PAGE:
Nothing beats discovering an obscure video game that turns out to be a “hidden gem” and then sharing it with the community. It’s no different with books, as I have found out over the past year or so. And God, there are so many books out there. So many great ones. So many bad ones. But every once in a while, you come across one that leaves a lasting imprint long after you’ve read it. It magically leaves you feeling nostalgic about the story as soon as you finish that final fateful page. Kazumi Yumoto’s The Friends took me back to the good old days of boyhood summers and crazy adventures shared among friends under a scorching sun. More than a summer of fun, it’s a summer of life lessons that shape your world views, helping you to take steps toward adolescence.
Last year I found myself browsing the middle grade fiction aisle when I first ran across The Friends. Even though I’m in my mid 30s, you can never be too old for a good book with a message that even adults can appreciate. The simple title and the cover grabbed my attention. Looks like an easy read about 3 Japanese boys having random adventures in the suburbs of Japan. But what’s that boy pointing at, and what’s written on the list the other boy is holding? And good God, look at those haircuts. I swear almost every Asian boy had that hairstyle at some point in the mid ’90s! I know, because my brother had it! I flipped the book over to read the synopsis on the back. It had vibes of Stand By Me meets Tuesdays With Morrie in a Japanese setting. TAKE MY TWO BUCKS!
Summer has once again arrived. But for 12-year-old Yamashita, this is no regular summer. His grandmother has passed away. Yamashita and his two best friends, Kiyama and Kawabe, are suddenly interested in what death entails. Do the dead go on to become ghosts… or what? It isn’t long that they spot a very old man who looks like he’s on the verge of crossing over to the other side. Morbidly fascinated, they begin watching him. But soon, he begins watching the boys back, and they ultimately become friends. Life lessons, both fun and hard, naturally ensue.
I read this book last June, and coincidentally enough, it opens in June. I love when that happens in books. It makes me feel like it was “meant to be.” I’m a dork, I know! But yeah, Kazumi Yumoto’s writing is simple and flows easily. It is a comforting read, even though the book touches on some deep and heavy themes. I’m actually glad I read this one first as an adult, as I don’t think I would have appreciated it nearly as much if I had read it as a kid instead.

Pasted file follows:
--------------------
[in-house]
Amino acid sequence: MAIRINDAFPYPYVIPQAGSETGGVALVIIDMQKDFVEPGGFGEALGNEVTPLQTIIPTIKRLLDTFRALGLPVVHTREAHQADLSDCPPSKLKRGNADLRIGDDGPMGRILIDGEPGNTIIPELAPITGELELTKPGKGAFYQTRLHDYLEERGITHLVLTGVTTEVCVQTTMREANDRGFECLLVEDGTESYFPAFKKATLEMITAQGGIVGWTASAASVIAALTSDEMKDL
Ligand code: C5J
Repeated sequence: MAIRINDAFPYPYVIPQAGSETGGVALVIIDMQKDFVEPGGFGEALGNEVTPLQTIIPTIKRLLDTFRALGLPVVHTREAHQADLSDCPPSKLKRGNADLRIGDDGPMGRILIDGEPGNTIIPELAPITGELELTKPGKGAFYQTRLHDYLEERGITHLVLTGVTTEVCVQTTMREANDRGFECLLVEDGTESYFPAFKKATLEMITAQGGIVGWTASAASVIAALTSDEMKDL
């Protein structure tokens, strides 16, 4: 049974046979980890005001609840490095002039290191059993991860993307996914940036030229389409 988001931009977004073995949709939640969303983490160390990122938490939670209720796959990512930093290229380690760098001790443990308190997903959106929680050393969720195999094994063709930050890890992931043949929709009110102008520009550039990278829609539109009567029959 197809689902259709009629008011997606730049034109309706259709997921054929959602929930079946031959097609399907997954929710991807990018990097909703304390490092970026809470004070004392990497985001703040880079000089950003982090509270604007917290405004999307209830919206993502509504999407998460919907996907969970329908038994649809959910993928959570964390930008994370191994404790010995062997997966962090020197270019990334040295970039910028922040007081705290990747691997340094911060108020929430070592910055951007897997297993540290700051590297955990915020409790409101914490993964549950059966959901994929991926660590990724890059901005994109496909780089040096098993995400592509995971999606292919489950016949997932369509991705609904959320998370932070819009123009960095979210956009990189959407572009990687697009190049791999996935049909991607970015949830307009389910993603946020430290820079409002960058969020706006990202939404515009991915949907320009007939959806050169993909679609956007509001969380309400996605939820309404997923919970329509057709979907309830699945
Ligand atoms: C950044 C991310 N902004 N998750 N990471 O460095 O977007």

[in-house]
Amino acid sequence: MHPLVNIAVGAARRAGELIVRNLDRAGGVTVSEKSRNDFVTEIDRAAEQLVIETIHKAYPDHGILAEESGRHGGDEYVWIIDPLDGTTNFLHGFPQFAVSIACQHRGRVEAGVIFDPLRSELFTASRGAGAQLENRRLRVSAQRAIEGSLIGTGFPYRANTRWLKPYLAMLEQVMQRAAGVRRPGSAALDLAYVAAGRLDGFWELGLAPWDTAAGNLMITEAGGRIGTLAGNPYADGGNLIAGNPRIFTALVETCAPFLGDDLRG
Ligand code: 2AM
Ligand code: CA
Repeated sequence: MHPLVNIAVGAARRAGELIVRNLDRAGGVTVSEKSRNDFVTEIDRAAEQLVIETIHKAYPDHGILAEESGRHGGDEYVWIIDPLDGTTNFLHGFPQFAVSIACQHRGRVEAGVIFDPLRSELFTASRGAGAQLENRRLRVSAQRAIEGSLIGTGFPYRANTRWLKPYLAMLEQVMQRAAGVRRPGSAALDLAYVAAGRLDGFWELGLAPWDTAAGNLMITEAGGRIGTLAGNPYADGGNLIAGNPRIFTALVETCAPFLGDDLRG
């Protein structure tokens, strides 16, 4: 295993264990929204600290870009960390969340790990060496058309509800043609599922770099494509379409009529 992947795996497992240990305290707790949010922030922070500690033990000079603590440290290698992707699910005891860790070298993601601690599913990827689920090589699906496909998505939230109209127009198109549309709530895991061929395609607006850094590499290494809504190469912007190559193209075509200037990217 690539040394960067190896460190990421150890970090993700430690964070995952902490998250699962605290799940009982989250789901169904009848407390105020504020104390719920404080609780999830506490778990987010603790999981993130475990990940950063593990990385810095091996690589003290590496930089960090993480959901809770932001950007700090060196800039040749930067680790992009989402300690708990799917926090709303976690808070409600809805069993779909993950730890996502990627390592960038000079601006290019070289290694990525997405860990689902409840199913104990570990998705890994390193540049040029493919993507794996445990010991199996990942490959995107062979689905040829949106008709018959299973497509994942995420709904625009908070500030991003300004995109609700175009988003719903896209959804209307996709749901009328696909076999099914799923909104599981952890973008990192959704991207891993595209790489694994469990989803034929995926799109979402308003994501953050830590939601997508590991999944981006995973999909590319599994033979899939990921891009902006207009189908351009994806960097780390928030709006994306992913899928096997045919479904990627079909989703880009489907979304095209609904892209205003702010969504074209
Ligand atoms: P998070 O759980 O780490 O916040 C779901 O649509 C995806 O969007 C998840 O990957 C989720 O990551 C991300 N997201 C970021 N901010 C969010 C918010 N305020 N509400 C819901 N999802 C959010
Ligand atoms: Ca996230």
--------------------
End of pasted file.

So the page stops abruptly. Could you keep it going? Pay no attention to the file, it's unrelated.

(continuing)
The bond shared between the 3 boys is endearing and nostalgic. It takes me back to my childhood summers, long and lazy hot days that seemed like they would never end. No school, no homework. Just all the hours in the day to hang out with your buds and do nothing and everything. Ahhh. Even though I didn’t grow up in Japan, I can still relate to Yamashita, Kiyama and Kawabe. They feel like friends I grew up with. Heck, at times I felt as though I were one of them. It carries the book from beginning to end, and throwing the old man into the mix gives the concoction the right amount of spice it needs. Life is not all rainbows and sunshine, and I love how Kazumi Yumoto walks that fine balance between simple and nuanced. For a middle grade book, this is a remarkable achievement!
THIS REVIEWER SAID IT PERFECTLY
I couldn’t have said it any better. There is something special about the way this book was written. It came from a time when cell phones, social media and such did not exist. When boys went out of the house to hang with their best friends and find adventure together. The humanity behind this book, and the relationship between the boys and the old man is touching and magical.
If you enjoy coming of age stories about best friends, or if the idea of Stand By Me meets Tuesdays With Morrie peaks your interest, then I cannot recommend The Friends wholeheartedly enough. It’s only been a year since I read it, and already I have — illogically perhaps — an immense amount of nostalgia toward it. It’s definitely because of the way Kazumi Yumoto wrote this book. There is a timeless quality to it… the kind of book that begs to be read every few summers or so. In another author’s hands, The Friends could have been cheesy or hokey. Luckily, Yumoto found a way to make the lessons land without being overly preachy.